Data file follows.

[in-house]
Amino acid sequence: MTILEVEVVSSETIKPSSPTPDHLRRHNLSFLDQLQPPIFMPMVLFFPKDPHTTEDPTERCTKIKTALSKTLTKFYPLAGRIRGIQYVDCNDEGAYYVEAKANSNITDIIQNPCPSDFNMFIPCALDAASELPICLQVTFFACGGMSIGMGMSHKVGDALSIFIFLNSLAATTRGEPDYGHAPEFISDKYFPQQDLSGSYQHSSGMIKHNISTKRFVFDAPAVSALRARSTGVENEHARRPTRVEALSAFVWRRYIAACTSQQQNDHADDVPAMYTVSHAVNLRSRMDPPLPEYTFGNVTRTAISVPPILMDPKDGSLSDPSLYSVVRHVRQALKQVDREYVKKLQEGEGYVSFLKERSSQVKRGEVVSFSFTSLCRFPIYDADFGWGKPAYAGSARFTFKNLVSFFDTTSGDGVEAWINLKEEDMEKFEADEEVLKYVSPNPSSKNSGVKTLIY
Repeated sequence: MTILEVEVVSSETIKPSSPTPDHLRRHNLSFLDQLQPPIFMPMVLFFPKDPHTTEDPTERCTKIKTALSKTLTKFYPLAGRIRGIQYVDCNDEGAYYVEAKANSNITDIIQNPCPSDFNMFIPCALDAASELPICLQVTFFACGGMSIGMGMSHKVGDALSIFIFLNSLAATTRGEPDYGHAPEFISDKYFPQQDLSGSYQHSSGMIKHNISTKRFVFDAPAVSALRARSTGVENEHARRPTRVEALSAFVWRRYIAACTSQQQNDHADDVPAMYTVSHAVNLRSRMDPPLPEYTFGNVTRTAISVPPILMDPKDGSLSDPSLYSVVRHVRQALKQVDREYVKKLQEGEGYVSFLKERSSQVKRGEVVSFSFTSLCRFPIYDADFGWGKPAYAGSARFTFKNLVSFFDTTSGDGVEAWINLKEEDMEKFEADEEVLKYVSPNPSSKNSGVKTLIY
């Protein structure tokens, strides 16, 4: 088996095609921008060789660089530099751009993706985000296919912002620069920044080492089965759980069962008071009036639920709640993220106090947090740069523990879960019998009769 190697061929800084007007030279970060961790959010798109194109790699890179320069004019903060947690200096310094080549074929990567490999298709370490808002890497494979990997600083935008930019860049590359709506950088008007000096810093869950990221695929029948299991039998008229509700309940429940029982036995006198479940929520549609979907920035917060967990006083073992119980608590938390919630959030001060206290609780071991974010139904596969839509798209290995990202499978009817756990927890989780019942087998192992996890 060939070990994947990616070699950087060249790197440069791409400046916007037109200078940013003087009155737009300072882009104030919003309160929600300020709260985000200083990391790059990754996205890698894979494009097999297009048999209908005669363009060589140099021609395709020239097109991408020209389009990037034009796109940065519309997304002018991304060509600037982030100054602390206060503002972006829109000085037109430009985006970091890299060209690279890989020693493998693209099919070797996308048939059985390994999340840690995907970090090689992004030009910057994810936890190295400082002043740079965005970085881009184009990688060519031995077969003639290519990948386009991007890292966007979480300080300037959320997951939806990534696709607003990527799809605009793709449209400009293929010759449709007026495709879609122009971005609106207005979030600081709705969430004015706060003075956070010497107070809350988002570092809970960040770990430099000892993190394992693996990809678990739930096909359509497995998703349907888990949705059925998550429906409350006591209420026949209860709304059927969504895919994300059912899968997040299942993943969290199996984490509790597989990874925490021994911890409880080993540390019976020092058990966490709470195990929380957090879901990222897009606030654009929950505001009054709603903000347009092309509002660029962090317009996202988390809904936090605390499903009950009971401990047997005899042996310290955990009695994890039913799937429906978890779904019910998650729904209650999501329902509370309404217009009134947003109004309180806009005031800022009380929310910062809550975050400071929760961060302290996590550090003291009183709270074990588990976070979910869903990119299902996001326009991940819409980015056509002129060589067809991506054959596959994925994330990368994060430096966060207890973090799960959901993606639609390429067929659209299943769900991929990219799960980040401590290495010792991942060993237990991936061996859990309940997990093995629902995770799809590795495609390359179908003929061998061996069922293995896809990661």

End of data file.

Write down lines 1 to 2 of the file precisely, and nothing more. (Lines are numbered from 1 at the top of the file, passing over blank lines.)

[in-house]
Amino acid sequence: MTILEVEVVSSETIKPSSPTPDHLRRHNLSFLDQLQPPIFMPMVLFFPKDPHTTEDPTERCTKIKTALSKTLTKFYPLAGRIRGIQYVDCNDEGAYYVEAKANSNITDIIQNPCPSDFNMFIPCALDAASELPICLQVTFFACGGMSIGMGMSHKVGDALSIFIFLNSLAATTRGEPDYGHAPEFISDKYFPQQDLSGSYQHSSGMIKHNISTKRFVFDAPAVSALRARSTGVENEHARRPTRVEALSAFVWRRYIAACTSQQQNDHADDVPAMYTVSHAVNLRSRMDPPLPEYTFGNVTRTAISVPPILMDPKDGSLSDPSLYSVVRHVRQALKQVDREYVKKLQEGEGYVSFLKERSSQVKRGEVVSFSFTSLCRFPIYDADFGWGKPAYAGSARFTFKNLVSFFDTTSGDGVEAWINLKEEDMEKFEADEEVLKYVSPNPSSKNSGVKTLIY